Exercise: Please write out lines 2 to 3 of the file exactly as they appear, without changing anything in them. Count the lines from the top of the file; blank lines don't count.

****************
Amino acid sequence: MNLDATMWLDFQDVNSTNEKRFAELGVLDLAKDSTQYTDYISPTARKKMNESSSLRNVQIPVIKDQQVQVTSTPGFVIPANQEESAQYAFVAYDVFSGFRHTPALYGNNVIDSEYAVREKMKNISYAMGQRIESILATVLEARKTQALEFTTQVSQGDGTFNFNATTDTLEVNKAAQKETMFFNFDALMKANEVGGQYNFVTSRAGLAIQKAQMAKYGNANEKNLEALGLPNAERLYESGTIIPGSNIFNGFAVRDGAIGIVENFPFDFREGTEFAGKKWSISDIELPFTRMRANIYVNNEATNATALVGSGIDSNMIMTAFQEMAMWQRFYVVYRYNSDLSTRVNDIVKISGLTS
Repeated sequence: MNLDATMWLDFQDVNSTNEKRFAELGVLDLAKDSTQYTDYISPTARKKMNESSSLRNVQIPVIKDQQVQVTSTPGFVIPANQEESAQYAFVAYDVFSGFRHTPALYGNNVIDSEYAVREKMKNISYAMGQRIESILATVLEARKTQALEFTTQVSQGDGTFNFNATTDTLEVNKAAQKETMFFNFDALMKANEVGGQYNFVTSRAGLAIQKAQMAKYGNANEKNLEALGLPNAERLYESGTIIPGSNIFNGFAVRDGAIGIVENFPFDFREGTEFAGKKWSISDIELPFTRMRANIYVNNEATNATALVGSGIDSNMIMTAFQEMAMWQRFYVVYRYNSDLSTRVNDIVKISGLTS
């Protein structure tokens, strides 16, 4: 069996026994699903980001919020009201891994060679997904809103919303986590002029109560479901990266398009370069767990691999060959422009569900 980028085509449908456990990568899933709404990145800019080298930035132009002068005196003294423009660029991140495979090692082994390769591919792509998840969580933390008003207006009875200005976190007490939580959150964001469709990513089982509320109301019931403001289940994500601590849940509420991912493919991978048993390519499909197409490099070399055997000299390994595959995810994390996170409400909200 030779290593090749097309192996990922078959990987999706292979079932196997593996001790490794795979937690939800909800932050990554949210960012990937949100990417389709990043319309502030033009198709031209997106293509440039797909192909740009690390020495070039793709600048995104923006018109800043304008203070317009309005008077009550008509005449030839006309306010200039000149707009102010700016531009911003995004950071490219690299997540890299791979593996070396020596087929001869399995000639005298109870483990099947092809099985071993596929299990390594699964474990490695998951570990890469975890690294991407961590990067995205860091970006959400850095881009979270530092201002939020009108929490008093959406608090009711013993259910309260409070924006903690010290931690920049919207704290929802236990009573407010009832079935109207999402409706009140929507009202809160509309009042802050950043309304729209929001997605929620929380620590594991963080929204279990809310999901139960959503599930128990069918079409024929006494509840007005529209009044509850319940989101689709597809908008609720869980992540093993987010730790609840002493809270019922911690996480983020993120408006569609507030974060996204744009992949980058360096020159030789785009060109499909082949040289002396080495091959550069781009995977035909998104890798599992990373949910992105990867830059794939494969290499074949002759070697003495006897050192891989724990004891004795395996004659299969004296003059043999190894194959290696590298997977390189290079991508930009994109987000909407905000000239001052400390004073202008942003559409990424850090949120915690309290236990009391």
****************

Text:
Repeated sequence: MNLDATMWLDFQDVNSTNEKRFAELGVLDLAKDSTQYTDYISPTARKKMNESSSLRNVQIPVIKDQQVQVTSTPGFVIPANQEESAQYAFVAYDVFSGFRHTPALYGNNVIDSEYAVREKMKNISYAMGQRIESILATVLEARKTQALEFTTQVSQGDGTFNFNATTDTLEVNKAAQKETMFFNFDALMKANEVGGQYNFVTSRAGLAIQKAQMAKYGNANEKNLEALGLPNAERLYESGTIIPGSNIFNGFAVRDGAIGIVENFPFDFREGTEFAGKKWSISDIELPFTRMRANIYVNNEATNATALVGSGIDSNMIMTAFQEMAMWQRFYVVYRYNSDLSTRVNDIVKISGLTS
């Protein structure tokens, strides 16, 4: 069996026994699903980001919020009201891994060679997904809103919303986590002029109560479901990266398009370069767990691999060959422009569900 980028085509449908456990990568899933709404990145800019080298930035132009002068005196003294423009660029991140495979090692082994390769591919792509998840969580933390008003207006009875200005976190007490939580959150964001469709990513089982509320109301019931403001289940994500601590849940509420991912493919991978048993390519499909197409490099070399055997000299390994595959995810994390996170409400909200 030779290593090749097309192996990922078959990987999706292979079932196997593996001790490794795979937690939800909800932050990554949210960012990937949100990417389709990043319309502030033009198709031209997106293509440039797909192909740009690390020495070039793709600048995104923006018109800043304008203070317009309005008077009550008509005449030839006309306010200039000149707009102010700016531009911003995004950071490219690299997540890299791979593996070396020596087929001869399995000639005298109870483990099947092809099985071993596929299990390594699964474990490695998951570990890469975890690294991407961590990067995205860091970006959400850095881009979270530092201002939020009108929490008093959406608090009711013993259910309260409070924006903690010290931690920049919207704290929802236990009573407010009832079935109207999402409706009140929507009202809160509309009042802050950043309304729209929001997605929620929380620590594991963080929204279990809310999901139960959503599930128990069918079409024929006494509840007005529209009044509850319940989101689709597809908008609720869980992540093993987010730790609840002493809270019922911690996480983020993120408006569609507030974060996204744009992949980058360096020159030789785009060109499909082949040289002396080495091959550069781009995977035909998104890798599992990373949910992105990867830059794939494969290499074949002759070697003495006897050192891989724990004891004795395996004659299969004296003059043999190894194959290696590298997977390189290079991508930009994109987000909407905000000239001052400390004073202008942003559409990424850090949120915690309290236990009391």